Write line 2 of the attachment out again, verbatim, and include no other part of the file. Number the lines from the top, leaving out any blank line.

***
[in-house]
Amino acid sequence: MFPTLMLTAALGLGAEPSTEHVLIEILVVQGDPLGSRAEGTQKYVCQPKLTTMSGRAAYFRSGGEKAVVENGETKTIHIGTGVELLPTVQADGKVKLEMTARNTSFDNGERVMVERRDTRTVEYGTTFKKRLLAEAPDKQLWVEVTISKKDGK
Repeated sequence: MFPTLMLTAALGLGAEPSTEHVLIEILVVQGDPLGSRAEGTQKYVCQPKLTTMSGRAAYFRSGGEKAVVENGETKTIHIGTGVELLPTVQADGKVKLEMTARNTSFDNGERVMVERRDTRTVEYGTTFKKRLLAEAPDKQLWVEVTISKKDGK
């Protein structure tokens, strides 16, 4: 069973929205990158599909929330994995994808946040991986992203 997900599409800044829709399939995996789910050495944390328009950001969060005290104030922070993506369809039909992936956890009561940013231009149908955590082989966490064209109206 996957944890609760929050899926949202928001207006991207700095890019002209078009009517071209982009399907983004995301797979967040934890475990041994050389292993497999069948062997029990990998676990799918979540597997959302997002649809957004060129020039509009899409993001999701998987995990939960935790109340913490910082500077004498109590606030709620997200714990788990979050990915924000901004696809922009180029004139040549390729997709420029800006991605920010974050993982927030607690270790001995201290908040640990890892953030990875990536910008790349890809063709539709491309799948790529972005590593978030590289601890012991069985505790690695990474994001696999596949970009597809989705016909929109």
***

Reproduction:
Amino acid sequence: MFPTLMLTAALGLGAEPSTEHVLIEILVVQGDPLGSRAEGTQKYVCQPKLTTMSGRAAYFRSGGEKAVVENGETKTIHIGTGVELLPTVQADGKVKLEMTARNTSFDNGERVMVERRDTRTVEYGTTFKKRLLAEAPDKQLWVEVTISKKDGK